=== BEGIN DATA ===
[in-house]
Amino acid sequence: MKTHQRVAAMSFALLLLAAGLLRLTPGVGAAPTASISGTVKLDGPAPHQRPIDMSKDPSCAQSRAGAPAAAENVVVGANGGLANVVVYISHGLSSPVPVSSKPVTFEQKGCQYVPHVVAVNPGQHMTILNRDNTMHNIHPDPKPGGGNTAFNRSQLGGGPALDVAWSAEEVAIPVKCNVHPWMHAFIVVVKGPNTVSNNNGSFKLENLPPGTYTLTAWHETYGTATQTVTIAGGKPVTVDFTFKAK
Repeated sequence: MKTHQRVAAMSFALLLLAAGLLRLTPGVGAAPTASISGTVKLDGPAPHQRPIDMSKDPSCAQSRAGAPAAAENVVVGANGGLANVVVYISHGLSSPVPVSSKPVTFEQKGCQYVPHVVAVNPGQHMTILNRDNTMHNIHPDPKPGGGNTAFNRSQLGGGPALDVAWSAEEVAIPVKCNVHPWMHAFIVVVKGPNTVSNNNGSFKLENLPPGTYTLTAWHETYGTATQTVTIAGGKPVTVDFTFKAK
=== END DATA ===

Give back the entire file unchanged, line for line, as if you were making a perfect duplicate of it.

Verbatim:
[in-house]
Amino acid sequence: MKTHQRVAAMSFALLLLAAGLLRLTPGVGAAPTASISGTVKLDGPAPHQRPIDMSKDPSCAQSRAGAPAAAENVVVGANGGLANVVVYISHGLSSPVPVSSKPVTFEQKGCQYVPHVVAVNPGQHMTILNRDNTMHNIHPDPKPGGGNTAFNRSQLGGGPALDVAWSAEEVAIPVKCNVHPWMHAFIVVVKGPNTVSNNNGSFKLENLPPGTYTLTAWHETYGTATQTVTIAGGKPVTVDFTFKAK
Repeated sequence: MKTHQRVAAMSFALLLLAAGLLRLTPGVGAAPTASISGTVKLDGPAPHQRPIDMSKDPSCAQSRAGAPAAAENVVVGANGGLANVVVYISHGLSSPVPVSSKPVTFEQKGCQYVPHVVAVNPGQHMTILNRDNTMHNIHPDPKPGGGNTAFNRSQLGGGPALDVAWSAEEVAIPVKCNVHPWMHAFIVVVKGPNTVSNNNGSFKLENLPPGTYTLTAWHETYGTATQTVTIAGGKPVTVDFTFKAK